On June 15, Yulia Tymoshenko launched the start of Ukraine’s presidential election season with a two-and-half hour speech in Kyiv, Ukraine. With twenty-nine percent of voters telling pollsters they haven’t made their minds up for the race slated for March 31, the field is wide open. But it’s not too soon to start worrying about the many ways in which the Kremlin may meddle in the election. The first way to meddle is easy: support pro-Russian candidates. Polls show that in spite of Russia’s illegal annexation of Crimea and the ongoing conflict in eastern Ukraine, pro-Russian candidates still enjoy strong approval ratings. Among them are Yuriy Boyko, former vice prime minister and an MP with support at 9.7%, and Vadim Rabinovich, leader of the “For Life” party at 9.5%. Both have over twenty years in politics and their records strongly support the Kremlin.Full Article: Five Ways the Kremlin Can Meddle in Ukraine’s Big Election.
Ukraine accused the Russian security services Saturday of planning and launching a cyberattack that locked up computers around the world earlier this week. The Ukrainian security agency, known as the SBU, alleged in a statement that similarities between the malicious software and previous attacks on Ukrainian infrastructure revealed the work of Russian intelligence services. The SBU added that the attackers appeared uninterested in making a profit from the ransomware program and were more focused on sowing chaos in Ukraine. There was no immediate official response from Russia’s government, but Russian lawmaker Igor Morozov told the RIA Novosti news agency that the Ukrainian charges were “fiction” and that the attacks were likely the work of the United States.Full Article: Ukraine: Russian security services were behind cyberattack - ABC News.
Defying peace agreements reached in the Minsk, Kremlin-backed separatists in eastern Ukraine started on Oct. 2 holding“primaries” for local elections in the areas where they have seized control from the Ukrainian government. A final vote for seats on local councils in the areas of Donbas controlled by the separatists is scheduled for Nov. 6. Kyiv views the elections as illegal, as the Ukrainian parliament has yet to adopt separate legislation for them, as required under the Minsk peace agreement. Ukraine has consistently resisted attempts by Russia to short-circuit the Minsk agreements by holding local elections in the occupied territories – a step towards reintegrating them with the rest of Ukraine – before it has removed its servicemen and weapons from eastern Ukraine.Full Article: Defying Minsk process, Russian-backed separatists hold illegal elections | KyivPost.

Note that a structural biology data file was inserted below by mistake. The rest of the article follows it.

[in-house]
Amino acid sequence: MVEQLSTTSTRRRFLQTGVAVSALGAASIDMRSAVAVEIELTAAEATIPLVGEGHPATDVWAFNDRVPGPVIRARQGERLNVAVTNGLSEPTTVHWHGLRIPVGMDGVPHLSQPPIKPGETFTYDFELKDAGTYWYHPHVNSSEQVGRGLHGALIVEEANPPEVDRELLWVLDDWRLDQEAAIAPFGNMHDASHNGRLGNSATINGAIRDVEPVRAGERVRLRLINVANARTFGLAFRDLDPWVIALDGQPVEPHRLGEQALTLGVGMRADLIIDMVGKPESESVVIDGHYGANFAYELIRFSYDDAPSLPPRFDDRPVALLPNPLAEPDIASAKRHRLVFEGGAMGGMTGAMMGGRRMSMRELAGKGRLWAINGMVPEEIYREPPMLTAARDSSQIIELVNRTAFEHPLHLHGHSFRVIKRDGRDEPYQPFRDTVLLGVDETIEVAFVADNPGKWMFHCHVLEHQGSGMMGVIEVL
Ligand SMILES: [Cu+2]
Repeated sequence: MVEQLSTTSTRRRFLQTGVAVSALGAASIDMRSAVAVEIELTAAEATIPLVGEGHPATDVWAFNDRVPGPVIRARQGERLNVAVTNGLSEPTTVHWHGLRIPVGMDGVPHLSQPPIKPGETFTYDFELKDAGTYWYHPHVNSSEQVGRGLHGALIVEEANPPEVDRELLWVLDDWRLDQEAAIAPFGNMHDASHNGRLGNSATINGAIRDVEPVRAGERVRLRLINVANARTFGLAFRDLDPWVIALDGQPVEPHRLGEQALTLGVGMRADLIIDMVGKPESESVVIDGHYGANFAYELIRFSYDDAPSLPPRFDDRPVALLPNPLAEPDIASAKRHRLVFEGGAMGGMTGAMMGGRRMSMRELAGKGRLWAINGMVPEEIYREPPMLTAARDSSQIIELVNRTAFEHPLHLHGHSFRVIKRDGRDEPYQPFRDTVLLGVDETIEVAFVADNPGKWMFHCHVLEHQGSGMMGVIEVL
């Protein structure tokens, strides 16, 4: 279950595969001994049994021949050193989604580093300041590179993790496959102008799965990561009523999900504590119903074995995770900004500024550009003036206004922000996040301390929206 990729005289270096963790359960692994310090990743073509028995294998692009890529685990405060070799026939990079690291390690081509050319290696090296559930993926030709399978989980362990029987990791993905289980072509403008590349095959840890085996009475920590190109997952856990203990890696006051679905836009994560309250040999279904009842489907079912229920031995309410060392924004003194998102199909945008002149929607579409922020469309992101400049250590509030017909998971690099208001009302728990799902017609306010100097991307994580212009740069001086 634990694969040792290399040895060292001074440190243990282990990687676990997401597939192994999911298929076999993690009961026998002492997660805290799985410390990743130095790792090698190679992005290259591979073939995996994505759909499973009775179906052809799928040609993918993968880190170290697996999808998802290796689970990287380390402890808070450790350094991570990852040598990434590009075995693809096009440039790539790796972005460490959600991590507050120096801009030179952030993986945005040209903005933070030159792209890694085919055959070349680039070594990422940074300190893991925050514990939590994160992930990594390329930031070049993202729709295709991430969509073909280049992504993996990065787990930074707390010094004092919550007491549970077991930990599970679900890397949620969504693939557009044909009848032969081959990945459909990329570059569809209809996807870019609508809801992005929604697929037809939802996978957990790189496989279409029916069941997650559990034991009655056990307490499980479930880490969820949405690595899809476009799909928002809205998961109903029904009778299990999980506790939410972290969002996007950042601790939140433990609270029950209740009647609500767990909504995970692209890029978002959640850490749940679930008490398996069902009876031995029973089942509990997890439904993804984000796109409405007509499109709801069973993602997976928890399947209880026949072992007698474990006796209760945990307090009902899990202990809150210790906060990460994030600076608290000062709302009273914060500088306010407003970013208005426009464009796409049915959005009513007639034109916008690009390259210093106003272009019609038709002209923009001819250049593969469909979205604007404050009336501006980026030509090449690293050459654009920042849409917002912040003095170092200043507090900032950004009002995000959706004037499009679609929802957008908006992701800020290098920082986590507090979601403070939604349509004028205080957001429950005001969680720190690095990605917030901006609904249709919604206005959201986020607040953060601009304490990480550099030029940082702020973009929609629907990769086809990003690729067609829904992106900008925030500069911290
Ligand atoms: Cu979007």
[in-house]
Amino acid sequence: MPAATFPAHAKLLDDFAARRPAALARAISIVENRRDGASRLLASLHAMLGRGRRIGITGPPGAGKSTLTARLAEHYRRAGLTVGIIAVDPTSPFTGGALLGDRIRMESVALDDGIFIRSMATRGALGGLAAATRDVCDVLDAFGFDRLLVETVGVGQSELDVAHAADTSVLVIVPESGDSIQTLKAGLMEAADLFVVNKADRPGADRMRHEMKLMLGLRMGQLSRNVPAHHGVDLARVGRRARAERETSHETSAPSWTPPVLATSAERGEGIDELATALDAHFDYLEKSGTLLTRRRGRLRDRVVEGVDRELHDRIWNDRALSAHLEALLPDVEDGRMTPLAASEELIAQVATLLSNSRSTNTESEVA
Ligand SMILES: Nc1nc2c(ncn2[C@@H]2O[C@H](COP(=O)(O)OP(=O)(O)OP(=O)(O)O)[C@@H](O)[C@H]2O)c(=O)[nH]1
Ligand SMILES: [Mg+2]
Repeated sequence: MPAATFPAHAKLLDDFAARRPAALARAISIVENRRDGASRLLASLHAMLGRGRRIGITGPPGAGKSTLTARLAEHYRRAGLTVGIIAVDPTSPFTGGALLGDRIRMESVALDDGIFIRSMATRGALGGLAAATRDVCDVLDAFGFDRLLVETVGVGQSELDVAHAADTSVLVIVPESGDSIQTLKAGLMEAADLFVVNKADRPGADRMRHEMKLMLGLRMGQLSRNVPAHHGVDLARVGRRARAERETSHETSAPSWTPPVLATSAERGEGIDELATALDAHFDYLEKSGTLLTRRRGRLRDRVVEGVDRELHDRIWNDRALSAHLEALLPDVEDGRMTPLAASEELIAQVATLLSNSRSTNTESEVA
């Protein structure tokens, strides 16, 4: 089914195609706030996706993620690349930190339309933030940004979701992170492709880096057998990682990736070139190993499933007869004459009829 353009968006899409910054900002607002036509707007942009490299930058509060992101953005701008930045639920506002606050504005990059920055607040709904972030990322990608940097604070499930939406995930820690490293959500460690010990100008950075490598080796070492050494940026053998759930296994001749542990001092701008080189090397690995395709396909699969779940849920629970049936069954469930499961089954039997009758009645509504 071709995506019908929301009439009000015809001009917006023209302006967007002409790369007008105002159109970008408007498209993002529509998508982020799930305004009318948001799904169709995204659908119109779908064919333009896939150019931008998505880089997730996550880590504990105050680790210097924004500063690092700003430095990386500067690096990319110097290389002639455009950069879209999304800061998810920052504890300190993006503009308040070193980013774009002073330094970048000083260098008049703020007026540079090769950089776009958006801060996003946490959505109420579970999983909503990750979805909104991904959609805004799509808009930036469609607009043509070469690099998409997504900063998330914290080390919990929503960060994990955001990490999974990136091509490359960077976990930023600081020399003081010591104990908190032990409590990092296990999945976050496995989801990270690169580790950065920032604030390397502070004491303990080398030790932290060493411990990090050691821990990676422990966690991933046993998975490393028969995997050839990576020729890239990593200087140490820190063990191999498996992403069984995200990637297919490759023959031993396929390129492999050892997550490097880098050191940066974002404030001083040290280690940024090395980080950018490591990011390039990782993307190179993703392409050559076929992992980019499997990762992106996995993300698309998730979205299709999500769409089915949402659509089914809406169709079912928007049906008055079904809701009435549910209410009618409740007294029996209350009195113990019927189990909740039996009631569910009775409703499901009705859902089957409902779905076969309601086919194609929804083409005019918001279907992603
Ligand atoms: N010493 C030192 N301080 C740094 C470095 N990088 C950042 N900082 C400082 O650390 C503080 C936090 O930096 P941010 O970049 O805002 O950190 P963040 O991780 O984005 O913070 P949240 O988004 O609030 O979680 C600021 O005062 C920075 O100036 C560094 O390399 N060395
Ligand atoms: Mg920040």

Pilot Nadiya Savchenko on Friday called for early parliamentary elections to “infuse fresh blood” into Ukraine’s politics, a call that could send shock waves across the volatile nation. Savchenko, 35, who has become a national icon in Ukraine after spending two years in a Russian prison, told The Associated Press that the “Ukrainian people deserve a better government that they now have.” She said that the Ukrainian government has failed public expectations raised by the ouster of the country’s former Moscow-friendly president, Viktor Yanukovych, who was driven from power in February 2014 after months of massive street protests on Kiev’s main square, the Maidan.Full Article: AP Interview: Savchenko calls for early elections in Ukraine.
While most of the nation got results from the Oct. 25 election, Mariupol got a criminal investigation. Ukrainians want to know who is to blame for the cancellation of the elections in the strategic Azov Sea port city of 500,000 people, whose voters were deprived of the right to choose their mayor and city council. The cancelled election has triggered a spate of conspiracy theories, claims and counter-claims and criticism. Parliament has not yet set a date for a new election. What’s clear is that Mariupol voters were the victims of a power struggle between the traditional powers in the region, represented by the Opposition Bloc party and billionaire oligarch Rinat Akhmetov, and the post-EuroMaidan Revolution forces, including Donetsk Oblast Governor Pavlo Zhebrivsky. Anyone found guilty of obstructing the electoral process – in this case, leaving 215 city polling stations without ballots – could face up to seven years in prison if convicted, according to a statement released on Oct. 27 by the Donetsk Oblast Interior Ministry.Full Article: Mariupol mess.